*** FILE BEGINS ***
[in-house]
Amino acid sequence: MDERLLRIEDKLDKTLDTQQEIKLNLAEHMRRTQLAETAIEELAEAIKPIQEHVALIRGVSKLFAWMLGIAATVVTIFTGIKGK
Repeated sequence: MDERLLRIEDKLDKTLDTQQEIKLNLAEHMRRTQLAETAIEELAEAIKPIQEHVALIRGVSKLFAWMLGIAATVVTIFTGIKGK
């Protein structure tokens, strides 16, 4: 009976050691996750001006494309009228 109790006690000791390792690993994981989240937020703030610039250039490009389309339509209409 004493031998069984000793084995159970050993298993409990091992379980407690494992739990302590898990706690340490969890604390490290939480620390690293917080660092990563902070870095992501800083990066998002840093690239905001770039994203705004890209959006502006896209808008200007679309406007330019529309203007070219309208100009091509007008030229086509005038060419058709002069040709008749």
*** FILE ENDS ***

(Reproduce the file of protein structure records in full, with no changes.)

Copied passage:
[in-house]
Amino acid sequence: MDERLLRIEDKLDKTLDTQQEIKLNLAEHMRRTQLAETAIEELAEAIKPIQEHVALIRGVSKLFAWMLGIAATVVTIFTGIKGK
Repeated sequence: MDERLLRIEDKLDKTLDTQQEIKLNLAEHMRRTQLAETAIEELAEAIKPIQEHVALIRGVSKLFAWMLGIAATVVTIFTGIKGK
């Protein structure tokens, strides 16, 4: 009976050691996750001006494309009228 109790006690000791390792690993994981989240937020703030610039250039490009389309339509209409 004493031998069984000793084995159970050993298993409990091992379980407690494992739990302590898990706690340490969890604390490290939480620390690293917080660092990563902070870095992501800083990066998002840093690239905001770039994203705004890209959006502006896209808008200007679309406007330019529309203007070219309208100009091509007008030229086509005038060419058709002069040709008749």